Under Project Hire in the early 1970s a wave of employees joined FDA following a budget request from the President for over 1000 new FDA positions. About three-fourths of those were dedicated to the field, and FDA filled nearly half of those positions with women and minorities. Debbie Ralston, who retired in 2008 as the Director of the Office of Regional Operations in the Office of Regulatory Affairs, discusses her arrival at the New York District Office during Project Hire in 1972: her perceptions as one of just a few female investigators in New York, as well as her experience with the Bon Vivant vichyssoise botulism case.
In 1952 FDA organized a small group of women, working on a part-time basis, to collect information from consumers to help inform the agency’s development of standards for foods. This group of Consumer Consultants developed into dozens of field-based Public Affairs Specialists, whose role evolved into all aspects of FDA-related consumer education. Cynthia Leggett supervised this group beginning in 1994, but this snippet recalls a part of her career 15 years earlier, when she and a colleague developed what would later be recognized as a leveraging tool to provide education to industry, particularly in cosmetics.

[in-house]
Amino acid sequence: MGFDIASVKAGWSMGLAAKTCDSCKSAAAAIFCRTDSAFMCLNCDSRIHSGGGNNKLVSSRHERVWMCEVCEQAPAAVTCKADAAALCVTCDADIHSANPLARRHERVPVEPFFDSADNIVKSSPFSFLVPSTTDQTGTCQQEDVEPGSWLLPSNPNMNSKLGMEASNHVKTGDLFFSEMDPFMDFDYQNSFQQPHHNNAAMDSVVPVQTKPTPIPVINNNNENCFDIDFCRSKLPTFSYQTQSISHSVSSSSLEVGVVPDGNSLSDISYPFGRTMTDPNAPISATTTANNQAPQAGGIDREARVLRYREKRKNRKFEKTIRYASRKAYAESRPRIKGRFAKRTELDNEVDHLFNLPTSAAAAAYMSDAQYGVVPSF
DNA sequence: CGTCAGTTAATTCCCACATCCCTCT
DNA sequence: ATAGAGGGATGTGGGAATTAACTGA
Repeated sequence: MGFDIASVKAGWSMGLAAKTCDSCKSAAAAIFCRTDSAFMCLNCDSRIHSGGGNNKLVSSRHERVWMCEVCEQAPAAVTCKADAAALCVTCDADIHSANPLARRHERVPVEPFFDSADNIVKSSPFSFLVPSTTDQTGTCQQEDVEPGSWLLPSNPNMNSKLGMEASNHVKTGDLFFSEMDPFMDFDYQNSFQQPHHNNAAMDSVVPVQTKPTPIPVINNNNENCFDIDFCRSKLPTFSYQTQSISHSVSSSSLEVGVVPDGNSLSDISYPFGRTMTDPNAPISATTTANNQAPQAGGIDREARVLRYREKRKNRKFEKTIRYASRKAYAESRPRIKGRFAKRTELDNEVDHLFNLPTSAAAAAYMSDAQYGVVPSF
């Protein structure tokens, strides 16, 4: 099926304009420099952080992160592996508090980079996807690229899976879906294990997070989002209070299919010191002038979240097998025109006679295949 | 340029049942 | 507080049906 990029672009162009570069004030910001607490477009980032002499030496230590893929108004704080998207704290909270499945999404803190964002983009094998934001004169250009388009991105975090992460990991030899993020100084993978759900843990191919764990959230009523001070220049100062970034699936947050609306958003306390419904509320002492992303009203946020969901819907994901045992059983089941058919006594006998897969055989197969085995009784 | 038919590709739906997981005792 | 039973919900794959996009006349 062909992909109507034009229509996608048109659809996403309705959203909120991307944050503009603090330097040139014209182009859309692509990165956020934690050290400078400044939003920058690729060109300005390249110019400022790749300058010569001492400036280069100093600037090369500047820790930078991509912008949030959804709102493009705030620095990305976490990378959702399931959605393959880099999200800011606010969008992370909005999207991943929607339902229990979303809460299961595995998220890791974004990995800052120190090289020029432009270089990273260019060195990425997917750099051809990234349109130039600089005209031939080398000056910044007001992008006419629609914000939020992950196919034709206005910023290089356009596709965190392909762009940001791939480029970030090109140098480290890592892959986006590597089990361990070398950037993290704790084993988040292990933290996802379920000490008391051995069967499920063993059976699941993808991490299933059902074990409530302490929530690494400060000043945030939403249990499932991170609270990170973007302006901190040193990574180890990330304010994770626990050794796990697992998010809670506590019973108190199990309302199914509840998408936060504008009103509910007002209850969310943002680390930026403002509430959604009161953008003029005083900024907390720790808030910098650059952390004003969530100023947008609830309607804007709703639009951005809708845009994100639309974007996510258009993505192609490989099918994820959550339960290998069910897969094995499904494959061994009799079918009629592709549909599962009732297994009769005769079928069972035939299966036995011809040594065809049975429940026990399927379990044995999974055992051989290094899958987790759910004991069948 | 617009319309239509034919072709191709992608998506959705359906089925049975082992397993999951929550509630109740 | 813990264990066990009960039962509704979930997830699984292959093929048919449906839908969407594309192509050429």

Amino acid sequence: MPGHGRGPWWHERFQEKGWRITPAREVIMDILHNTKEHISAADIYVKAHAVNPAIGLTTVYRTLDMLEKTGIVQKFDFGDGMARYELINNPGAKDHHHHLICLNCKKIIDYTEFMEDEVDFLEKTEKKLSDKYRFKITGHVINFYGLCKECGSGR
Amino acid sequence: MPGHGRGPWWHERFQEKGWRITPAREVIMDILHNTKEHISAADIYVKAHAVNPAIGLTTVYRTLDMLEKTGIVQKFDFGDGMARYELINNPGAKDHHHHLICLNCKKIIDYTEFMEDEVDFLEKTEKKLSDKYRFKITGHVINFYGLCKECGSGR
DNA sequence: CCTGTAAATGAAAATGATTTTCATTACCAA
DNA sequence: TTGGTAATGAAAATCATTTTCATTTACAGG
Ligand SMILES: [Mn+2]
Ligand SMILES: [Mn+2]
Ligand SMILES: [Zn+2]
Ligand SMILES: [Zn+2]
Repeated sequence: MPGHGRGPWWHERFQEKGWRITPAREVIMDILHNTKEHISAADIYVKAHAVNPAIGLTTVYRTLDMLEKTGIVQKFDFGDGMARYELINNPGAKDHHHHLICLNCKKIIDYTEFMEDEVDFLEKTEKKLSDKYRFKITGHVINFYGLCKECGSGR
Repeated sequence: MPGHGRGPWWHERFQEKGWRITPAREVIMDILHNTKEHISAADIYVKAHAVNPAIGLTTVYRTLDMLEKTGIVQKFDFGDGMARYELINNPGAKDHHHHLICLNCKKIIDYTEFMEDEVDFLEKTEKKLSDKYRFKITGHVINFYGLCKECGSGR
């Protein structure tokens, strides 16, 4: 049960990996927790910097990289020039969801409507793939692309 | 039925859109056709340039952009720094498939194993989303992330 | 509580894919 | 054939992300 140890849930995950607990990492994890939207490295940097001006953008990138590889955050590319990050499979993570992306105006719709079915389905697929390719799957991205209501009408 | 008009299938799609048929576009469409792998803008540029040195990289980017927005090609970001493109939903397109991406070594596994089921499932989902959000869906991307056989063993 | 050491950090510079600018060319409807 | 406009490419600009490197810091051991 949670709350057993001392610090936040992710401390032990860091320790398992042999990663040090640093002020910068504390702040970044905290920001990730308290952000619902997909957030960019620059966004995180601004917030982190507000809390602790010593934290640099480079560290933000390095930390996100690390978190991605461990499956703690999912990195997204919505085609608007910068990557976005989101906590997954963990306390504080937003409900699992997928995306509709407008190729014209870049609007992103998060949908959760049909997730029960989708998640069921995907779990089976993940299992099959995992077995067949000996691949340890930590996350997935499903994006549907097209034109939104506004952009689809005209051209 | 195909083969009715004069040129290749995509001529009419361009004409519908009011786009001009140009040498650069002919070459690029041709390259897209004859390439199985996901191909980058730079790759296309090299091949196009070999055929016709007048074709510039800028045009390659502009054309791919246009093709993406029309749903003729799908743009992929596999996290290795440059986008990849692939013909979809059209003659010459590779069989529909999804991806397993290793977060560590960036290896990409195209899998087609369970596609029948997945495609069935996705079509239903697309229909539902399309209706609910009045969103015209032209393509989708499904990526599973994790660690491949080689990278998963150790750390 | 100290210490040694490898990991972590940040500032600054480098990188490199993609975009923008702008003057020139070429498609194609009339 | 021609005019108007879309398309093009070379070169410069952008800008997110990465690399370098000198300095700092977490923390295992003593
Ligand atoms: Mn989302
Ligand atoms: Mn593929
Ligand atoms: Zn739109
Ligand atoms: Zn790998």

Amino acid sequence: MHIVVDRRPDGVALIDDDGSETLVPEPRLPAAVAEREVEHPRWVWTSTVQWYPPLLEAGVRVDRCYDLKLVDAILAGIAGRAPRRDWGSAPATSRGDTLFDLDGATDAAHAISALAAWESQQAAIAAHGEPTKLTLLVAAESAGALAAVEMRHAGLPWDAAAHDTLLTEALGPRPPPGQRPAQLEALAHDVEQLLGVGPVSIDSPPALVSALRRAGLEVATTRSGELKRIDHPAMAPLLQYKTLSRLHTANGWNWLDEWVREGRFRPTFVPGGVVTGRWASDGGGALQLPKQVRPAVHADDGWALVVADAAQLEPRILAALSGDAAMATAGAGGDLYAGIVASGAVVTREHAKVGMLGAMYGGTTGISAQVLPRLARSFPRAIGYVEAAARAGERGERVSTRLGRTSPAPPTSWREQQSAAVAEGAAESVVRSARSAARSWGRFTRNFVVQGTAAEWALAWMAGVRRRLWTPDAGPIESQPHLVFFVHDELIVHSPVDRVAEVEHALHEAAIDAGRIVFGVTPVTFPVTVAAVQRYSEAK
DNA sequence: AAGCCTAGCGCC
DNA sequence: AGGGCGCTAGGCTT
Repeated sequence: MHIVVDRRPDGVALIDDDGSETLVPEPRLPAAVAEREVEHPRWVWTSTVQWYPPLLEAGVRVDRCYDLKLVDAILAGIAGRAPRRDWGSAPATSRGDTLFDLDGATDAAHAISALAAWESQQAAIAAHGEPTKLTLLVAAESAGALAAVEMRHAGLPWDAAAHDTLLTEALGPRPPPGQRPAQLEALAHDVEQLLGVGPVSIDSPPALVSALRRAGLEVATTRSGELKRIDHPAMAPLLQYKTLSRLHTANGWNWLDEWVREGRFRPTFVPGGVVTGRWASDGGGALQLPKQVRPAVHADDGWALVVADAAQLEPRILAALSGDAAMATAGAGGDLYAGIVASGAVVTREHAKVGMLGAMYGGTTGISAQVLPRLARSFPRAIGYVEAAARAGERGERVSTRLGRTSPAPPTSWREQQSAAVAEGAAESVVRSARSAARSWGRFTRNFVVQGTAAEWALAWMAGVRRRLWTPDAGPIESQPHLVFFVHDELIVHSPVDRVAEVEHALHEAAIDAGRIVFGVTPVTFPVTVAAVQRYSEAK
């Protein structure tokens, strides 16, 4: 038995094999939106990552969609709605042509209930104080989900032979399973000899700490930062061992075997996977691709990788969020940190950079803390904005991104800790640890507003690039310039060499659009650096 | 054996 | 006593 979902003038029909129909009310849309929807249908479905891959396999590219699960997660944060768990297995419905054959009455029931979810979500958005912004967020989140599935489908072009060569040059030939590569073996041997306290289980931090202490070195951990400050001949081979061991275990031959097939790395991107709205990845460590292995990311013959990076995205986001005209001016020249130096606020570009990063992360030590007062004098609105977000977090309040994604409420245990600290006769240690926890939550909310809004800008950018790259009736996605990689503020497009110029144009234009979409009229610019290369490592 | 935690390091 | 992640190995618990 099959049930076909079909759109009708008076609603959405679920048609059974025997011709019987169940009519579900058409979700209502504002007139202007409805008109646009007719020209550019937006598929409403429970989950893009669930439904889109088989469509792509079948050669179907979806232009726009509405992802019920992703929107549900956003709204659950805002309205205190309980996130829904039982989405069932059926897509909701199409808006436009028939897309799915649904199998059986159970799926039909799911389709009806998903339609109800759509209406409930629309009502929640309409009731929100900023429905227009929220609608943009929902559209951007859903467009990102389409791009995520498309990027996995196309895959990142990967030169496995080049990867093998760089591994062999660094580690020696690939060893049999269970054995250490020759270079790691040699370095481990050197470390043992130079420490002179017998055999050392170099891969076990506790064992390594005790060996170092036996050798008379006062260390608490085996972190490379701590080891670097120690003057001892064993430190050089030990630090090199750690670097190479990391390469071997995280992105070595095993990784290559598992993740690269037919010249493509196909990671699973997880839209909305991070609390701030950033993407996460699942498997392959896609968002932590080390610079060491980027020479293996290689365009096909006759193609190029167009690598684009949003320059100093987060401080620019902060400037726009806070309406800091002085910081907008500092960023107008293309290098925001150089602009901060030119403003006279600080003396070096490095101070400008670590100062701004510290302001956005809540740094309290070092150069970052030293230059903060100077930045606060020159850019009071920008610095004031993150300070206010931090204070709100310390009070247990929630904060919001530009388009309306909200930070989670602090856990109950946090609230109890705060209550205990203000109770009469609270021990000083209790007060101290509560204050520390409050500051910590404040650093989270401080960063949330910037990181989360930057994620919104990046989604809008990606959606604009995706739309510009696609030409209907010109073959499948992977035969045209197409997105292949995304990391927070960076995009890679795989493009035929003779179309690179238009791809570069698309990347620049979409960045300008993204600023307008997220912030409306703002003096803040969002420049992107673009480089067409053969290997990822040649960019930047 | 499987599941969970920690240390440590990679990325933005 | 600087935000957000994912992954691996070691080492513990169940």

Catherine Carnevale was a practicing veterinarian with a degree from the University of Pennsylvania when she and her husband came to FDA’s Center for Veterinary Medicine in 1975. In private practice, she had taken care of the Eisenhower dogs and those of Chubby Checker but it was a 24 hour a day practice. At FDA, she was better able to balance her family life with her work as a Program Manager for the Pet Food Program and the Tissue Residue Program. Over the course of her FDA career she became best known for her expertise in pesticide safety. In this clip from her oral history interview, Dr. Carnevale discusses an aflatoxin crisis from the mid-1980s in which regulatory science played a key role in implementing an evidence-based decision to change aflatoxin action levels to allow safe use of this unavoidable contaminant in animal feed.